Turner painting of Malmesbury Abbey saved for the nation
The painting, which has not been seen in public for over 40 years, has returned to its home town in Wiltshire. It will go on display in spring 2020 in the Athelstan Museum, thanks to over £380,000 of National Lottery funding.
Joseph Mallord William Turner was inspired by the 12th-century abbey ruins on his first visit to Malmesbury in 1791 when he was just 16. He painted the watercolour over pencil in 1827 when he returned to the area, aged 52. The painting shows Malmesbury Abbey from the north on a summer morning, the foreground flooded with light and cattle warming themselves in the early sun.
“It’s incredibly exciting that the painting's new home is Malmesbury, enabling people to see and explore this wonderful painting in the setting which inspired its creation.”Stuart McLeod, Director of England, London & South, The National Lottery Heritage Fund
Originally part of an exhibition of 66 Turner watercolours at the Moon, Boys and Graves Gallery at 6 Pall Mall, London, in 1833, the painting has been in private hands for over four decades.
Saved for the nation
Stuart McLeod, Director of England, London & South, The National Lottery Heritage Fund, said: “Thanks to National Lottery players, Turner’s Malmesbury Abbey now belongs to, and can be enjoyed by, the nation for the first time in decades. It’s incredibly exciting that its new home is Malmesbury, enabling people to see and explore this wonderful painting in the setting which inspired its creation.”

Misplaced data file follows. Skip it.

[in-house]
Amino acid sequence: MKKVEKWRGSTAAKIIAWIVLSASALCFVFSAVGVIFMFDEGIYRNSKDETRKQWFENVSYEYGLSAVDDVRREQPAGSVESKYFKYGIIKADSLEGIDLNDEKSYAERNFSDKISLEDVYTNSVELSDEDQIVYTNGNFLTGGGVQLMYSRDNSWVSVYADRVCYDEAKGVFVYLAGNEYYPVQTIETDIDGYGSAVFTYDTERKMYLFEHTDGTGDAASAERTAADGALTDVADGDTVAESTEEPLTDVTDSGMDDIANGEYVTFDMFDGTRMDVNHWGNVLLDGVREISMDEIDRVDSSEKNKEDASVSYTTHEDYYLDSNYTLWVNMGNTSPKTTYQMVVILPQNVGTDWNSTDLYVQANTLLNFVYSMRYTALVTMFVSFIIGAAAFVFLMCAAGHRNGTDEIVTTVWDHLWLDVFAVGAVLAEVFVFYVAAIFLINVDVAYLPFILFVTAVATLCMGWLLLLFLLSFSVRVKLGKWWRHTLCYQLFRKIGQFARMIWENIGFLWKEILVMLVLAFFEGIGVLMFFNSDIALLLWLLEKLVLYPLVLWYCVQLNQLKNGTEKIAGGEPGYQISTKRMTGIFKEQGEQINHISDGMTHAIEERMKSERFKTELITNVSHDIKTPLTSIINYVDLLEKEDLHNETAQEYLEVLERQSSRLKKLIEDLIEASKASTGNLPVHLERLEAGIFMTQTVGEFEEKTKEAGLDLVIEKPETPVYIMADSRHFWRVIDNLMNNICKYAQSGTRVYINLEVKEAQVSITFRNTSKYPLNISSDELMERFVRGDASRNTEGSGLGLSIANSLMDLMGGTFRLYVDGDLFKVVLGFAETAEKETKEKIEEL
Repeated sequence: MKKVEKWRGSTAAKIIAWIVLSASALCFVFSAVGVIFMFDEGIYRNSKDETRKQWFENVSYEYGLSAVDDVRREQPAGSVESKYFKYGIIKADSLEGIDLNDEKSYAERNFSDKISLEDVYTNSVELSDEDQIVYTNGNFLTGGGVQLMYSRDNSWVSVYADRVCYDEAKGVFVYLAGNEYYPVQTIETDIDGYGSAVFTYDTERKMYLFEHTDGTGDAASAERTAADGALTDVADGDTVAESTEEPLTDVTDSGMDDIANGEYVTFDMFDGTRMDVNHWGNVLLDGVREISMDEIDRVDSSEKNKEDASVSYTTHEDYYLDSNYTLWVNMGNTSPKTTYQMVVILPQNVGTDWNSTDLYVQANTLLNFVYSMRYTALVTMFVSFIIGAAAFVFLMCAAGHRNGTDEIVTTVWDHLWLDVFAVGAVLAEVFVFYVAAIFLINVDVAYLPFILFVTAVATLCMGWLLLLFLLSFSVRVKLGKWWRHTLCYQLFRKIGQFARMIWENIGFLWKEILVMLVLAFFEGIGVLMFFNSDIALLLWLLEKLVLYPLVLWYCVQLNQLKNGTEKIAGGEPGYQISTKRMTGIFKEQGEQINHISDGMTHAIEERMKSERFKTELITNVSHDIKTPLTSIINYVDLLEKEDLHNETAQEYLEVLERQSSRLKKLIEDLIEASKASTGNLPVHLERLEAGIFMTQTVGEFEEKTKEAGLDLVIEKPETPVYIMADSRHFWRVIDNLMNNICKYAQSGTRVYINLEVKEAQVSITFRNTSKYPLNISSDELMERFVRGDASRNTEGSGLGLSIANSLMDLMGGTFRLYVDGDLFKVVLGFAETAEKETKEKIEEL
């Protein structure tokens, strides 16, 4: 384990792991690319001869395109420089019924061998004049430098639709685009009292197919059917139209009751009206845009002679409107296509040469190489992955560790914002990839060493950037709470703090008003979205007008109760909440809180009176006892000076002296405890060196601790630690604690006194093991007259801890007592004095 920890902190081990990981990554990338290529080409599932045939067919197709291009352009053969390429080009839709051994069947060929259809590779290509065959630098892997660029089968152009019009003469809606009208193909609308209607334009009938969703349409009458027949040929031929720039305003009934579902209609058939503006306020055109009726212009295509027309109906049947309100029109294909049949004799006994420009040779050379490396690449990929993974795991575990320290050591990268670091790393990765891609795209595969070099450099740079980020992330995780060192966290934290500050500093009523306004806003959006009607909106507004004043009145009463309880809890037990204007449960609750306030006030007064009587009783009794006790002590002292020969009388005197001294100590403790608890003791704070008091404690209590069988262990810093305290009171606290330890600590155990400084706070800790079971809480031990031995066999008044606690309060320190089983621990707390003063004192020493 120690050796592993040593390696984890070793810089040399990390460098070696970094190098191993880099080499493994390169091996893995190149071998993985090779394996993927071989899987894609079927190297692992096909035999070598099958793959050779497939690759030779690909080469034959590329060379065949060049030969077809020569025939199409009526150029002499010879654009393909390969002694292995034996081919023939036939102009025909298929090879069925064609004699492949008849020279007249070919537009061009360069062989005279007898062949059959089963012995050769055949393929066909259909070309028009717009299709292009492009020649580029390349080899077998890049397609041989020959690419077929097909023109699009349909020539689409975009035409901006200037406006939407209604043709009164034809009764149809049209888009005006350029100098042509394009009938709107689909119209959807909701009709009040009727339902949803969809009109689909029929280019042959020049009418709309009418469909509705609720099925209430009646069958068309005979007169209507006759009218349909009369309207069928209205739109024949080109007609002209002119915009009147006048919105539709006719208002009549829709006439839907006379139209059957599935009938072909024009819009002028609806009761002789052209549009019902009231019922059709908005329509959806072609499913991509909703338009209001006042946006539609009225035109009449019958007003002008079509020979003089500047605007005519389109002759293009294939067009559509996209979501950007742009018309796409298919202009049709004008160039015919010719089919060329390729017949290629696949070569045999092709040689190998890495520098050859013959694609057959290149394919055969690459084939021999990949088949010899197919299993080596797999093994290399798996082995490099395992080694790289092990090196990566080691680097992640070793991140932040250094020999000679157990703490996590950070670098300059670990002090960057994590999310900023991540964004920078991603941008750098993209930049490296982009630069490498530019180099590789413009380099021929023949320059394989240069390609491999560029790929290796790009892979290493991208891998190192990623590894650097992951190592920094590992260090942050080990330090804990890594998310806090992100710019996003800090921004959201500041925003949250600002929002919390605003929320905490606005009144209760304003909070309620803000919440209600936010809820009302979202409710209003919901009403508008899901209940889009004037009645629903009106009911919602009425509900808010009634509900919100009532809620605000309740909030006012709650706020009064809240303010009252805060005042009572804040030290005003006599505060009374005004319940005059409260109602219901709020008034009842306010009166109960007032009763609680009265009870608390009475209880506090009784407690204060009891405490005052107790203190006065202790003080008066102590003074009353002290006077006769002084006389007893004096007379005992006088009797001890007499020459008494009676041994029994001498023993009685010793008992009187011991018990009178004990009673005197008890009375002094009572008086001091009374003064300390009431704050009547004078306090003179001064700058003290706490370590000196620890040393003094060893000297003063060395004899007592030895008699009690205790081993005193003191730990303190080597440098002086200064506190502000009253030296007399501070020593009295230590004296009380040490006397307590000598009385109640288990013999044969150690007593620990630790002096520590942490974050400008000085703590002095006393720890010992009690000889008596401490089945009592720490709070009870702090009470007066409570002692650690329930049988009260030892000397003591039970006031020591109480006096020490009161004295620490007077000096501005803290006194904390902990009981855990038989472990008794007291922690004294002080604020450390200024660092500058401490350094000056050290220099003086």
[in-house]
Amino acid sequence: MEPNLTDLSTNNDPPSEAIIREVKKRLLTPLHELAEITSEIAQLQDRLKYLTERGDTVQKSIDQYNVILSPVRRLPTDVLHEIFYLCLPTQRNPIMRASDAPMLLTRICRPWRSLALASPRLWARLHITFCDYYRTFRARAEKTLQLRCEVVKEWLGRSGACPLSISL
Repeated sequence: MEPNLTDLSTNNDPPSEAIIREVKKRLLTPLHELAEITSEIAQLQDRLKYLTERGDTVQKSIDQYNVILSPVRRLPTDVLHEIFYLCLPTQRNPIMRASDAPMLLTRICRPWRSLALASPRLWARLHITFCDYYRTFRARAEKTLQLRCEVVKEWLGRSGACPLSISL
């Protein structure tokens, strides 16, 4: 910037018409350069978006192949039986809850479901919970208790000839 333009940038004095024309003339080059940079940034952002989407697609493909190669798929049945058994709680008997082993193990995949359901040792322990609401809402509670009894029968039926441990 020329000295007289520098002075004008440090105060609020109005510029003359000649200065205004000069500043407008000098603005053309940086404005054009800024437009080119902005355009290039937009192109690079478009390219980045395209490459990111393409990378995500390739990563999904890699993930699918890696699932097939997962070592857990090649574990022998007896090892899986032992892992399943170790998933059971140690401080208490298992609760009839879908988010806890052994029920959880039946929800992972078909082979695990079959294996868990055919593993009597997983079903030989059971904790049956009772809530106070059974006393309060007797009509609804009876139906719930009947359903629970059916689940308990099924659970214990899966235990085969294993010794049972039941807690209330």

Sharon Nolan, Chair of Athelstan Museum, said: “I am very proud that we have managed to save this watercolour for the nation and, more especially, that it is returning to its rightful home of Malmesbury.”
Turner was born in London in 1775, the son of a barber. He entered the Royal Academy of Arts in 1789 at the age of 14 and became a member of the RA in 1802 and Professor of Perspective in 1807. His varied work included drawings, etchings, watercolours and oils. He died in 1851 and is buried in St Paul’s Cathedral.
Over the next 18 months, the newly renovated Athelstan Museum is hosting a wide programme of art and creative activities based around the artist.